Proposal Three: Economics of the Death Penalty


For my third proposal I would like to look at the economic side of capital punishment.  Instating the death penalty is a very costly process involving fees for trials, petitions, appeals, and incarceration among others.  Considering the already high expenses of the US prison system, this economic argument should have an important stake in decisions concerning the death penalty.  In California, the accumulated cost of the death penalty was totaled to be 4 billion since 1978.  This accumulated cost can be put into context with an estimated cost of 3 million dollars per death penalty case in Maryland (Urban Institute, 2008).  The majority of these costs occur at the trial level.  These statistics may beg the question “even though it is expensive, is it still cheaper than alternative methods?”  In fact studies from Duke University say that the death penalty costs North Carolina 2.16 million dollars over the cost of sentencing murderers to life in prison.  Florida’s death penalty costs over 51 million dollars more a year than it would cost to sentence all their murders to life in prison.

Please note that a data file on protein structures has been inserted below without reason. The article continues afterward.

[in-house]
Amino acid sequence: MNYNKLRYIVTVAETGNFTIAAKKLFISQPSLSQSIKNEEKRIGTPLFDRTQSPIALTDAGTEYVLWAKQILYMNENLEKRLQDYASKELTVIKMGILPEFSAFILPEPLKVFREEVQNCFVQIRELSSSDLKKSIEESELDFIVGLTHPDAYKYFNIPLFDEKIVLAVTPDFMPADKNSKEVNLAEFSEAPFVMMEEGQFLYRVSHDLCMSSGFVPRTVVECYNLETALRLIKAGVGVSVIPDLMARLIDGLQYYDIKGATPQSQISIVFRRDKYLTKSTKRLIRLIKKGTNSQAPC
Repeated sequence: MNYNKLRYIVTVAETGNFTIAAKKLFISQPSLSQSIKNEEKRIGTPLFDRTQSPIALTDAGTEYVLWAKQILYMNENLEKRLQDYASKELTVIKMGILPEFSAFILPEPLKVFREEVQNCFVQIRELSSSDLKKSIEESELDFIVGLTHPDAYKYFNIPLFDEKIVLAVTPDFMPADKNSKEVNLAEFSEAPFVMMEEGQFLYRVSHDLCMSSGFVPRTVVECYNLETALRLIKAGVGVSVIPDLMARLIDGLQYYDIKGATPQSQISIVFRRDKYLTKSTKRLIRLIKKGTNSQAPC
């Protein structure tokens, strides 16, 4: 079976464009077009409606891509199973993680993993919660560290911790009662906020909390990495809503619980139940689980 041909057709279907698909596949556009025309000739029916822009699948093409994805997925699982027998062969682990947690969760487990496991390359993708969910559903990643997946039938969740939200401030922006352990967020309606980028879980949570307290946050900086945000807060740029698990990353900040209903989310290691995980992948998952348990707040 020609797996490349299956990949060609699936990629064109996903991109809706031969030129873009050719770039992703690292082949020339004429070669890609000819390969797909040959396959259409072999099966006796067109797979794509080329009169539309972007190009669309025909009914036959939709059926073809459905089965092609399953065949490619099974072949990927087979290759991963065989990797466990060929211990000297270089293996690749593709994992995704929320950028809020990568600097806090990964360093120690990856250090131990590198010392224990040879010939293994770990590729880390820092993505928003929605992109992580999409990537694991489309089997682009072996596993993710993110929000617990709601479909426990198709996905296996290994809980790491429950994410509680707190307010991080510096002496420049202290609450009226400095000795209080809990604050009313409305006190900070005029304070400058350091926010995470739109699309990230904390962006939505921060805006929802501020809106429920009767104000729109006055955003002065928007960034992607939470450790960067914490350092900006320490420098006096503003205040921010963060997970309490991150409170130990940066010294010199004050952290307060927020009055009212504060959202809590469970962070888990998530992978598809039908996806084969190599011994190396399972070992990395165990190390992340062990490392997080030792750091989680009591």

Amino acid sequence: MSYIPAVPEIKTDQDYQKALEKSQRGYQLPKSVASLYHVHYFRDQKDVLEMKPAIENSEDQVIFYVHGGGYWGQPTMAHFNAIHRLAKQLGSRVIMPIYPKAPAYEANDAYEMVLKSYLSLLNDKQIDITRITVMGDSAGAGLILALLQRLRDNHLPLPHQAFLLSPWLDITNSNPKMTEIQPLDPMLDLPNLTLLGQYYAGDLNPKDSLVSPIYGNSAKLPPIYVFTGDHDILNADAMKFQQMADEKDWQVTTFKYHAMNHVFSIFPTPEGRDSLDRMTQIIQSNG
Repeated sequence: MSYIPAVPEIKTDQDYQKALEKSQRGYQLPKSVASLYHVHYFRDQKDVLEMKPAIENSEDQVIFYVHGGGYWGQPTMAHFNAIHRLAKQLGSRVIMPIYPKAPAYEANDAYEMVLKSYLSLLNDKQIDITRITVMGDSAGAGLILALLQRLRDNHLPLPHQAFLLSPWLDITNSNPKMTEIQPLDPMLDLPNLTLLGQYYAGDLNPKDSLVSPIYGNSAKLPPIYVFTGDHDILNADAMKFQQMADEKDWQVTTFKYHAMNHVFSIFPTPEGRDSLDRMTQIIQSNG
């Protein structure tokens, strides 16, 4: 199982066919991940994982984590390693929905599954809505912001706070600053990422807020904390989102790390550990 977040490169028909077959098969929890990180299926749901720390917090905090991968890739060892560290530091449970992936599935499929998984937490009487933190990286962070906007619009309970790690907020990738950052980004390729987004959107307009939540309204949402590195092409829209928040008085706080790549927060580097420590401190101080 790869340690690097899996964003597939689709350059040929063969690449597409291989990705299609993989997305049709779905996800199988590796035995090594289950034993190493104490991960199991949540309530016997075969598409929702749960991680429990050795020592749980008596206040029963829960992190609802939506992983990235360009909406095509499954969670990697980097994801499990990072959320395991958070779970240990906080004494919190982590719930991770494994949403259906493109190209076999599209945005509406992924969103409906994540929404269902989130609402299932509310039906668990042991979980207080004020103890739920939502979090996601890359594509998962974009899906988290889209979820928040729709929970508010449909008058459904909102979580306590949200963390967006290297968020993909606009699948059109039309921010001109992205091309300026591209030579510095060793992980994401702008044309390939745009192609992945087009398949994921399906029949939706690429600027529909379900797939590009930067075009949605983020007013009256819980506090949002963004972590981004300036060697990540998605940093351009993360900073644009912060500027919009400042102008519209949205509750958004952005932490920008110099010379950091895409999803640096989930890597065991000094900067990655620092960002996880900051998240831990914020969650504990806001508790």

This brings us to the alternatives that avoid the costly expense of the death penalty.  Life without parole plus restitution has been found to be the most popular method of punishment for murder among voters (Lake Research Partners, 2010).  This surpasses the death penalty by a margin of 6 percent.  Others alternatives include life imprisonment with and without parole.

There are also high federal costs to implementing capital punishment.  It costs the federal government $620,932 to defend a federal death row case.  This number is approximately 8 times the cost of a federal murder case that is not pursuing the death penalty.

Overall the death penalty seems to be a heavy financial burden on states, the federal government, and individuals.  This money could be used to bolster our prison system, improve law enforcement, or put into our court system.  With our limited resources in mind, the economics of the death penalty can make us wonder if its really worth it.

 

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